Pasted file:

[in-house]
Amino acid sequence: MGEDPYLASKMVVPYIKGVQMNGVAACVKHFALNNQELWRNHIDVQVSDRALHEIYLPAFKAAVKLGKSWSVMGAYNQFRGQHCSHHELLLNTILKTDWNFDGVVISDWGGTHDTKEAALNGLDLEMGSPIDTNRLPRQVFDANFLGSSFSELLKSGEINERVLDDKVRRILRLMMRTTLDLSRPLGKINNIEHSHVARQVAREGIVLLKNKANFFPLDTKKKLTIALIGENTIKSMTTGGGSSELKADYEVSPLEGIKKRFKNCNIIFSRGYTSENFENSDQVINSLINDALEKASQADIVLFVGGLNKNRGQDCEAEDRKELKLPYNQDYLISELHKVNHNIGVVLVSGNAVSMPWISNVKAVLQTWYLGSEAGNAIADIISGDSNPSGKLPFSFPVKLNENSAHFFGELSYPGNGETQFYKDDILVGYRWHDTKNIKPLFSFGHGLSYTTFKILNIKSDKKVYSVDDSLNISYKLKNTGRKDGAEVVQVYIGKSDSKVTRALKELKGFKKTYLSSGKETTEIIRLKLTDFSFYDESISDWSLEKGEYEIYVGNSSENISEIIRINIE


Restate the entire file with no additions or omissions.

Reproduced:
[in-house]
Amino acid sequence: MGEDPYLASKMVVPYIKGVQMNGVAACVKHFALNNQELWRNHIDVQVSDRALHEIYLPAFKAAVKLGKSWSVMGAYNQFRGQHCSHHELLLNTILKTDWNFDGVVISDWGGTHDTKEAALNGLDLEMGSPIDTNRLPRQVFDANFLGSSFSELLKSGEINERVLDDKVRRILRLMMRTTLDLSRPLGKINNIEHSHVARQVAREGIVLLKNKANFFPLDTKKKLTIALIGENTIKSMTTGGGSSELKADYEVSPLEGIKKRFKNCNIIFSRGYTSENFENSDQVINSLINDALEKASQADIVLFVGGLNKNRGQDCEAEDRKELKLPYNQDYLISELHKVNHNIGVVLVSGNAVSMPWISNVKAVLQTWYLGSEAGNAIADIISGDSNPSGKLPFSFPVKLNENSAHFFGELSYPGNGETQFYKDDILVGYRWHDTKNIKPLFSFGHGLSYTTFKILNIKSDKKVYSVDDSLNISYKLKNTGRKDGAEVVQVYIGKSDSKVTRALKELKGFKKTYLSSGKETTEIIRLKLTDFSFYDESISDWSLEKGEYEIYVGNSSENISEIIRINIE